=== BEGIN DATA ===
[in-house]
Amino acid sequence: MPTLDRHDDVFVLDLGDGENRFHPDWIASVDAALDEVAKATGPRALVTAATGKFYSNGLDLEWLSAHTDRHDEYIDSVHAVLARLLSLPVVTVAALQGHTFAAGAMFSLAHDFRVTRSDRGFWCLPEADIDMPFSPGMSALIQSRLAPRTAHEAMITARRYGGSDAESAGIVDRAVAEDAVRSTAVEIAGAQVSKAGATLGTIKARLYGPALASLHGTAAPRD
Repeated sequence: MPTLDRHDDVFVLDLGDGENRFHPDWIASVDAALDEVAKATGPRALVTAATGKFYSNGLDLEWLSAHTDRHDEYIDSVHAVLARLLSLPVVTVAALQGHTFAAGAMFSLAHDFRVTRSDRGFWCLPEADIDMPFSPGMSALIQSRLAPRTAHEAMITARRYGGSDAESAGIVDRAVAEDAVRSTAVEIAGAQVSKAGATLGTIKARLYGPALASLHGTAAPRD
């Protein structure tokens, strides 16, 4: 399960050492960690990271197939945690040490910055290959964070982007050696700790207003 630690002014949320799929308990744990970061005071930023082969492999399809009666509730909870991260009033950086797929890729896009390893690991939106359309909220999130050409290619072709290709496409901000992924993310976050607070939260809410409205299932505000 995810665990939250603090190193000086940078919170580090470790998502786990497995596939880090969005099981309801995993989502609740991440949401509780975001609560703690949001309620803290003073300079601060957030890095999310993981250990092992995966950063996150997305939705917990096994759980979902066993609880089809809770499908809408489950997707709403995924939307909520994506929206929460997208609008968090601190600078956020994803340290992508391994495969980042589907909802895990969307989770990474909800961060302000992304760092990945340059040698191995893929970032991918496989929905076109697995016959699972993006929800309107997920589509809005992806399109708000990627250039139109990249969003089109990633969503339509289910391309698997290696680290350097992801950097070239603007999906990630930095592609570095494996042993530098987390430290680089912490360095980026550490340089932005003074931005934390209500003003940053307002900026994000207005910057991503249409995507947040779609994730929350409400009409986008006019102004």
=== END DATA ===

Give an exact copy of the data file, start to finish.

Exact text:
[in-house]
Amino acid sequence: MPTLDRHDDVFVLDLGDGENRFHPDWIASVDAALDEVAKATGPRALVTAATGKFYSNGLDLEWLSAHTDRHDEYIDSVHAVLARLLSLPVVTVAALQGHTFAAGAMFSLAHDFRVTRSDRGFWCLPEADIDMPFSPGMSALIQSRLAPRTAHEAMITARRYGGSDAESAGIVDRAVAEDAVRSTAVEIAGAQVSKAGATLGTIKARLYGPALASLHGTAAPRD
Repeated sequence: MPTLDRHDDVFVLDLGDGENRFHPDWIASVDAALDEVAKATGPRALVTAATGKFYSNGLDLEWLSAHTDRHDEYIDSVHAVLARLLSLPVVTVAALQGHTFAAGAMFSLAHDFRVTRSDRGFWCLPEADIDMPFSPGMSALIQSRLAPRTAHEAMITARRYGGSDAESAGIVDRAVAEDAVRSTAVEIAGAQVSKAGATLGTIKARLYGPALASLHGTAAPRD
């Protein structure tokens, strides 16, 4: 399960050492960690990271197939945690040490910055290959964070982007050696700790207003 630690002014949320799929308990744990970061005071930023082969492999399809009666509730909870991260009033950086797929890729896009390893690991939106359309909220999130050409290619072709290709496409901000992924993310976050607070939260809410409205299932505000 995810665990939250603090190193000086940078919170580090470790998502786990497995596939880090969005099981309801995993989502609740991440949401509780975001609560703690949001309620803290003073300079601060957030890095999310993981250990092992995966950063996150997305939705917990096994759980979902066993609880089809809770499908809408489950997707709403995924939307909520994506929206929460997208609008968090601190600078956020994803340290992508391994495969980042589907909802895990969307989770990474909800961060302000992304760092990945340059040698191995893929970032991918496989929905076109697995016959699972993006929800309107997920589509809005992806399109708000990627250039139109990249969003089109990633969503339509289910391309698997290696680290350097992801950097070239603007999906990630930095592609570095494996042993530098987390430290680089912490360095980026550490340089932005003074931005934390209500003003940053307002900026994000207005910057991503249409995507947040779609994730929350409400009409986008006019102004």